UK property price growth falls 0.1% in August

August saw a very slight fall in property prices in the UK by 0.1%, as the rate of annual house price growth continued to slow, the latest index indicated.

Data from the Nationwide revealed that annual house price growth slowed from 2.9% in July to 2.1% in August, a marked reduction from the 4% to 5% range during 2016. This is said to be an indicator of a cooling in both the housing market and economy, according to Robert Gardner, Nationwide’s chief economist.

In some respects the slowdown in the housing market is surprising, given the ongoing strength of the labour market. The economy created a healthy 125,000 jobs in the three months to June and the unemployment rate fell to 4.4%, the lowest rate for over 40 years. In addition, mortgage rates have remained close to all-time lows,” he commented.

“It may be that mounting pressure on household finances is exerting a drag. Wages have been failing to keep up with the cost of living in recent months and consumer sentiment has weakened. While measures of housing affordability are not particularly stretched at a UK level, pressures are evident in some regions, especially London and the South of England,” Gardner added.

“Ultimately, housing market developments will depend on wider economic performance. The UK economy slowed noticeably in the first half of the year, and there has been little to suggest a significant rebound in the months ahead. While employment growth has remained robust, household budgets are under pressure. This suggests that housing market activity will remain subdued,” he said.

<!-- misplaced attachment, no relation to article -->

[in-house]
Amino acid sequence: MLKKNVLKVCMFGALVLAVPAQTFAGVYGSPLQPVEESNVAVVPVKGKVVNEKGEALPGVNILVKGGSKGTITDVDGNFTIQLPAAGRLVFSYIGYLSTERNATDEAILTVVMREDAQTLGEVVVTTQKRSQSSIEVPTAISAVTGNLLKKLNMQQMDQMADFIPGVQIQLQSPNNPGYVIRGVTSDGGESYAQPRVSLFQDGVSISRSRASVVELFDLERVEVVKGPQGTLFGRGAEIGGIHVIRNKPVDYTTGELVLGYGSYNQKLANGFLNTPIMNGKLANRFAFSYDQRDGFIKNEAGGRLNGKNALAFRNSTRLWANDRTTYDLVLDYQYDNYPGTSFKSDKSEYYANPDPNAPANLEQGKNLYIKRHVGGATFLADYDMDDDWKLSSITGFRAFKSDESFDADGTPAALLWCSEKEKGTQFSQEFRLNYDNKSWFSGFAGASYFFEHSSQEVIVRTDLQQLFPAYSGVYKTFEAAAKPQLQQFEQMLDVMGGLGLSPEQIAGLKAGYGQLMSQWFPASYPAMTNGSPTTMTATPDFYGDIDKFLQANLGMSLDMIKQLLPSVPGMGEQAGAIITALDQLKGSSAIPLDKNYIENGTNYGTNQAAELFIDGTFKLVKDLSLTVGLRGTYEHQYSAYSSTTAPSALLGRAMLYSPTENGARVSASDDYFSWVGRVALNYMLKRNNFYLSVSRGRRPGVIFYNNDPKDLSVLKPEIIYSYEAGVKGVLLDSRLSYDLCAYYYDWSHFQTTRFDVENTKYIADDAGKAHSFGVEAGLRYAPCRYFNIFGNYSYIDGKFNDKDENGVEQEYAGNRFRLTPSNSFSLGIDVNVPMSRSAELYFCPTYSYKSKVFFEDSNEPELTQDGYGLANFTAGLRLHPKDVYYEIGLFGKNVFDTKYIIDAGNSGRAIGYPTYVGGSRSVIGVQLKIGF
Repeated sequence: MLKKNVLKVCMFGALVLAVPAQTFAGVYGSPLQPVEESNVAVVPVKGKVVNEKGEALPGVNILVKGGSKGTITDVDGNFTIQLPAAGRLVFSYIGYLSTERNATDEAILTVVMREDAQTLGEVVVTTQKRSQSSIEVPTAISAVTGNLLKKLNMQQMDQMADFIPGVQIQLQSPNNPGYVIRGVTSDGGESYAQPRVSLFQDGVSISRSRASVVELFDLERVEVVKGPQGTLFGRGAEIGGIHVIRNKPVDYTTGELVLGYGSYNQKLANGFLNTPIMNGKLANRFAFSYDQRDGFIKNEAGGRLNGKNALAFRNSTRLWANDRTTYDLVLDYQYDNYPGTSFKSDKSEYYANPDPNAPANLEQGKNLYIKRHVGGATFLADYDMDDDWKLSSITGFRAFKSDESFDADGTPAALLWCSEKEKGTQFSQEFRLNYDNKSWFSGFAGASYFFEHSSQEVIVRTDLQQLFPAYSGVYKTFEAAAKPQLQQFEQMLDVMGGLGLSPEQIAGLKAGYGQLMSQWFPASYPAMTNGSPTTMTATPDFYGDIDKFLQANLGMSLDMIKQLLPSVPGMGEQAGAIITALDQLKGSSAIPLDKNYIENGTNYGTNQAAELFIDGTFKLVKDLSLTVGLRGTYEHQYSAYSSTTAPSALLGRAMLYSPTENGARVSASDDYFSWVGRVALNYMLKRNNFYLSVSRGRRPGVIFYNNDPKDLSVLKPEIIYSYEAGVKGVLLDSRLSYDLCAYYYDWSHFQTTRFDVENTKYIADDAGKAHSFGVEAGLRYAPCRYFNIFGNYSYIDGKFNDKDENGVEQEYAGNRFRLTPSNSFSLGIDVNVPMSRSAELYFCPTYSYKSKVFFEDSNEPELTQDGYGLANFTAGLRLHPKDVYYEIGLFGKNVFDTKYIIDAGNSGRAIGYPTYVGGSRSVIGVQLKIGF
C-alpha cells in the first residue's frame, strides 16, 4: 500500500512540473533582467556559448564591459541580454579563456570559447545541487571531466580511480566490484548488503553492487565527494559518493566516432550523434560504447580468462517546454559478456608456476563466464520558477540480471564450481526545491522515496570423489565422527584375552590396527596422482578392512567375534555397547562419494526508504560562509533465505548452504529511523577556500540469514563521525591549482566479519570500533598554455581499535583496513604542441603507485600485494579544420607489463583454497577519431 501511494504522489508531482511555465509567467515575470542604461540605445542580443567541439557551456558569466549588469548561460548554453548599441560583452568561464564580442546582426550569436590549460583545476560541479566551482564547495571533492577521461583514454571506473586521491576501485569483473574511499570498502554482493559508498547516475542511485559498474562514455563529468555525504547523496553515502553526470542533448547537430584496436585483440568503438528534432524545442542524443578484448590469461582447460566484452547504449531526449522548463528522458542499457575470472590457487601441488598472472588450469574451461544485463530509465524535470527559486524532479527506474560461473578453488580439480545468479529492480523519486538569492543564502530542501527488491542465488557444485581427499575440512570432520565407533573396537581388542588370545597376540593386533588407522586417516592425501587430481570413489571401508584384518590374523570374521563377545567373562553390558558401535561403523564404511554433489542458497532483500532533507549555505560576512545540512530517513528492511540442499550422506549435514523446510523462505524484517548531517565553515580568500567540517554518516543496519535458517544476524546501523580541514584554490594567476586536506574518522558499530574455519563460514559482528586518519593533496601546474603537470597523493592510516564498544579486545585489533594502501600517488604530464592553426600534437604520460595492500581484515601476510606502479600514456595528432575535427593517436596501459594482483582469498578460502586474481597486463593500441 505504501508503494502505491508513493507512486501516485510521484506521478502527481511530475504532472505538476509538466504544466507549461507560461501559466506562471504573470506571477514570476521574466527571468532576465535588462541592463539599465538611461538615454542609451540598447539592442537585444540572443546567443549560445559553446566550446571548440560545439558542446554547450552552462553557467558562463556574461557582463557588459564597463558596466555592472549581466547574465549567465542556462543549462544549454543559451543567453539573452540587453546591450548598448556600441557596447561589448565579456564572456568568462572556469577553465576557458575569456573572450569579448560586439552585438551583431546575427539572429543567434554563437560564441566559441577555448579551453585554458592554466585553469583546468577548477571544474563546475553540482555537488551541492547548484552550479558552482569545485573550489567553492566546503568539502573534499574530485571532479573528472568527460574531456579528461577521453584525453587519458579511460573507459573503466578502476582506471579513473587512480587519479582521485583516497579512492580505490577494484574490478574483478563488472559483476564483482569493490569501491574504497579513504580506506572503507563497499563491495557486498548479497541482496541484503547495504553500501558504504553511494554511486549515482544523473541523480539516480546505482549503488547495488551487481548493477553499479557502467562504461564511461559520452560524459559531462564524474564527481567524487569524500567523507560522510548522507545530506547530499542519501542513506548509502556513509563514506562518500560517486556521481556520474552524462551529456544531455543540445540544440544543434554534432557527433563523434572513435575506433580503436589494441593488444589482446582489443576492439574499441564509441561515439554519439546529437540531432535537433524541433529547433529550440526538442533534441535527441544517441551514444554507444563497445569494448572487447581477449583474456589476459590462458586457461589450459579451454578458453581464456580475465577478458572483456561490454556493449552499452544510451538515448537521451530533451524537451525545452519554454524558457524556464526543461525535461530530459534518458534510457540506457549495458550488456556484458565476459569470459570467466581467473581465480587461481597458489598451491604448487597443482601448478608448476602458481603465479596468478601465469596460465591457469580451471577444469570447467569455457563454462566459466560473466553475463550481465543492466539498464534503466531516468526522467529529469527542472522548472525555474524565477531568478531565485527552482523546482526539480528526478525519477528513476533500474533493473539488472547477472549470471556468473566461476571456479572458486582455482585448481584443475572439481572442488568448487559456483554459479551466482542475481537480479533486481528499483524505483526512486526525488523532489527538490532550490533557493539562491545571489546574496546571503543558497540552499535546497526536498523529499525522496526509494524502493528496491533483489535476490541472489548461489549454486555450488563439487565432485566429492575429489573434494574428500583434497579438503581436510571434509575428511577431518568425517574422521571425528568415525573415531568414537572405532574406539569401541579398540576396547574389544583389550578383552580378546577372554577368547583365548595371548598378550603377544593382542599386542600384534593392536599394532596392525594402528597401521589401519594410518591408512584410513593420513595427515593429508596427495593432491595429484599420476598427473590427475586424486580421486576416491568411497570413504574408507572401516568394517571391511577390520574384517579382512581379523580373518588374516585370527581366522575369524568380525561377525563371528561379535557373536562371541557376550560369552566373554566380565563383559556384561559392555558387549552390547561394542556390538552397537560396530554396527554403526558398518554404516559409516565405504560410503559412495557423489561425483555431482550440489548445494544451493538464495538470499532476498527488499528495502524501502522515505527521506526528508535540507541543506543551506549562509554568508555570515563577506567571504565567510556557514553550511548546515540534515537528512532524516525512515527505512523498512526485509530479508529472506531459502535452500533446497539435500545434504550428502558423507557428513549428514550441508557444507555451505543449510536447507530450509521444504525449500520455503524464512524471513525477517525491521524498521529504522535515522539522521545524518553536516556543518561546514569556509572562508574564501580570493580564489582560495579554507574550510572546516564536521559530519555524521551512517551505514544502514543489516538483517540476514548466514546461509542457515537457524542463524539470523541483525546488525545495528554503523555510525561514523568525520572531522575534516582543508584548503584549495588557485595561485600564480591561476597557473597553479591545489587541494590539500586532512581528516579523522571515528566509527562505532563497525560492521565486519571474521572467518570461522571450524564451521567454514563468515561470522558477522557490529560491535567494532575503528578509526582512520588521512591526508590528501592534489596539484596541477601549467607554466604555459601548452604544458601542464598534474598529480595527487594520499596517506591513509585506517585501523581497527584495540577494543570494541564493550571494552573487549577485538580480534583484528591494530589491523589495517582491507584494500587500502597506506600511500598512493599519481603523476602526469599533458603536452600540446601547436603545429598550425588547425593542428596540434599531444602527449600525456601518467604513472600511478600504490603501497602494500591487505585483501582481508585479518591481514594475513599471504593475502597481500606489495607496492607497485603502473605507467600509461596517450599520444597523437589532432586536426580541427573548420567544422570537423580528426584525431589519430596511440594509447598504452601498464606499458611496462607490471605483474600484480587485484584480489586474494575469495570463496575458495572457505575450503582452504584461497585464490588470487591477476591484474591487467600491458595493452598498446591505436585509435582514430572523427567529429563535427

“Nevertheless, constrained supply is likely to continue to provide support for house prices. The stock of homes on estate agents’ books remains close to 30 year lows and the number of new homes coming onto the market remains subdued. As a result, we continue to expect prices to rise by around 2% over 2017 as a whole.

The report also indicated that stamp duty revenues totalled £12.8 billion in the 12 months to the second quarter of 2017, comfortably beating the £10.6 billion peak recorded in late 2007.

Andrew Turner, chief executive at Commercial Trust, commented:

The slowdown in property growth cannot come as much of a surprise given the rise in inflation and how the cost of living is outpacing wage growth presently. 

“Many people want to take that first step on the property ladder, but are currently unable to on account of affordability. Factor in the uncertainty surrounding Brexit and people are understandably less inclined to invest at present and that in turn has led to a slowing down in property price growth.

“One of the main profit considerations now is the additional stamp duty surcharge on second homes, which is acting as a deterrent to some buy-to-let landlords.

“However, demand still remains high and at the moment the number of new homes being built each year is insufficient to meet needs, so the fall in growth is likely to be limited in the medium to longer-term.

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This information should not be interpreted as financial advice. Mortgage and loan rates are subject to change.